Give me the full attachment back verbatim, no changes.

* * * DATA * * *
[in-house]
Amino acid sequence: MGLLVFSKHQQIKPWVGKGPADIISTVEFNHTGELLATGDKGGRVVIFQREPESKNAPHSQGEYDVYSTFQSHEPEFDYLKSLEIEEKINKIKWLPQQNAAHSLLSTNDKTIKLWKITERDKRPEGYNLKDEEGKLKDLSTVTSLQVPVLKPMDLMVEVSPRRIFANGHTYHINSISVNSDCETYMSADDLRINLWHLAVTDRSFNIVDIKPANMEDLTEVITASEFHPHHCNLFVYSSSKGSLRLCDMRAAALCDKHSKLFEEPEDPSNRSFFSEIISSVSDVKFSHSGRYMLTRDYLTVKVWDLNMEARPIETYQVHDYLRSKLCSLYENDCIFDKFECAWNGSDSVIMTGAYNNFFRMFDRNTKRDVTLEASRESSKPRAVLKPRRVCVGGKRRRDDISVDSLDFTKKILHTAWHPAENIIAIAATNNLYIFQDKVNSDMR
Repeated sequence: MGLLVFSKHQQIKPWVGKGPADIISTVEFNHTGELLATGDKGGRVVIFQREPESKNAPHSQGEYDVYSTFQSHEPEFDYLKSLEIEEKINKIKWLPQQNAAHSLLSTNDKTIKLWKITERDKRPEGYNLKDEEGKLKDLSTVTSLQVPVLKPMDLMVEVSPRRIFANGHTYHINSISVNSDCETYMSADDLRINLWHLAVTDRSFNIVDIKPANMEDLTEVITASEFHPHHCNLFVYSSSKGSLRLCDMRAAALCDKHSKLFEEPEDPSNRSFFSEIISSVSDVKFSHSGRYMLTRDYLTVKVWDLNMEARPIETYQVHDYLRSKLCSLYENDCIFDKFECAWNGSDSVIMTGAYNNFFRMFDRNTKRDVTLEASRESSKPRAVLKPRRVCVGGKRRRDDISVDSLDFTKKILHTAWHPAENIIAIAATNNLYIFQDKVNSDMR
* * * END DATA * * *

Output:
[in-house]
Amino acid sequence: MGLLVFSKHQQIKPWVGKGPADIISTVEFNHTGELLATGDKGGRVVIFQREPESKNAPHSQGEYDVYSTFQSHEPEFDYLKSLEIEEKINKIKWLPQQNAAHSLLSTNDKTIKLWKITERDKRPEGYNLKDEEGKLKDLSTVTSLQVPVLKPMDLMVEVSPRRIFANGHTYHINSISVNSDCETYMSADDLRINLWHLAVTDRSFNIVDIKPANMEDLTEVITASEFHPHHCNLFVYSSSKGSLRLCDMRAAALCDKHSKLFEEPEDPSNRSFFSEIISSVSDVKFSHSGRYMLTRDYLTVKVWDLNMEARPIETYQVHDYLRSKLCSLYENDCIFDKFECAWNGSDSVIMTGAYNNFFRMFDRNTKRDVTLEASRESSKPRAVLKPRRVCVGGKRRRDDISVDSLDFTKKILHTAWHPAENIIAIAATNNLYIFQDKVNSDMR
Repeated sequence: MGLLVFSKHQQIKPWVGKGPADIISTVEFNHTGELLATGDKGGRVVIFQREPESKNAPHSQGEYDVYSTFQSHEPEFDYLKSLEIEEKINKIKWLPQQNAAHSLLSTNDKTIKLWKITERDKRPEGYNLKDEEGKLKDLSTVTSLQVPVLKPMDLMVEVSPRRIFANGHTYHINSISVNSDCETYMSADDLRINLWHLAVTDRSFNIVDIKPANMEDLTEVITASEFHPHHCNLFVYSSSKGSLRLCDMRAAALCDKHSKLFEEPEDPSNRSFFSEIISSVSDVKFSHSGRYMLTRDYLTVKVWDLNMEARPIETYQVHDYLRSKLCSLYENDCIFDKFECAWNGSDSVIMTGAYNNFFRMFDRNTKRDVTLEASRESSKPRAVLKPRRVCVGGKRRRDDISVDSLDFTKKILHTAWHPAENIIAIAATNNLYIFQDKVNSDMR